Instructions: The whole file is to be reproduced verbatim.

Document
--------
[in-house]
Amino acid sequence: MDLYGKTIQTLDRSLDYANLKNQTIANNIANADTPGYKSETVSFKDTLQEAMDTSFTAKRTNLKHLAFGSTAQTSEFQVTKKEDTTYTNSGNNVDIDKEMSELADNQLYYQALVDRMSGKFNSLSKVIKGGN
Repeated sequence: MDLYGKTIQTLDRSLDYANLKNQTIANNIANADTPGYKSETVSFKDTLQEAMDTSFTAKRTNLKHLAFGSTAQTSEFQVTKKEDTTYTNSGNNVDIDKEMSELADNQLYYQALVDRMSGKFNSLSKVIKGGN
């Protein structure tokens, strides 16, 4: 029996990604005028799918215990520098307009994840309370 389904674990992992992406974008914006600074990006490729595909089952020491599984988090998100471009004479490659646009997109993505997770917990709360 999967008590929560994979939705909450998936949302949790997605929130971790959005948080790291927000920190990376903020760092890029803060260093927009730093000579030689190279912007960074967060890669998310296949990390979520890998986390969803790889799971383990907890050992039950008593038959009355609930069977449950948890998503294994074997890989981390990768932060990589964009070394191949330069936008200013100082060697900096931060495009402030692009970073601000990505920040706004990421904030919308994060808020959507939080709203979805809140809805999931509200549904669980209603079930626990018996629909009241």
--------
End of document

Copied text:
[in-house]
Amino acid sequence: MDLYGKTIQTLDRSLDYANLKNQTIANNIANADTPGYKSETVSFKDTLQEAMDTSFTAKRTNLKHLAFGSTAQTSEFQVTKKEDTTYTNSGNNVDIDKEMSELADNQLYYQALVDRMSGKFNSLSKVIKGGN
Repeated sequence: MDLYGKTIQTLDRSLDYANLKNQTIANNIANADTPGYKSETVSFKDTLQEAMDTSFTAKRTNLKHLAFGSTAQTSEFQVTKKEDTTYTNSGNNVDIDKEMSELADNQLYYQALVDRMSGKFNSLSKVIKGGN
């Protein structure tokens, strides 16, 4: 029996990604005028799918215990520098307009994840309370 389904674990992992992406974008914006600074990006490729595909089952020491599984988090998100471009004479490659646009997109993505997770917990709360 999967008590929560994979939705909450998936949302949790997605929130971790959005948080790291927000920190990376903020760092890029803060260093927009730093000579030689190279912007960074967060890669998310296949990390979520890998986390969803790889799971383990907890050992039950008593038959009355609930069977449950948890998503294994074997890989981390990768932060990589964009070394191949330069936008200013100082060697900096931060495009402030692009970073601000990505920040706004990421904030919308994060808020959507939080709203979805809140809805999931509200549904669980209603079930626990018996629909009241």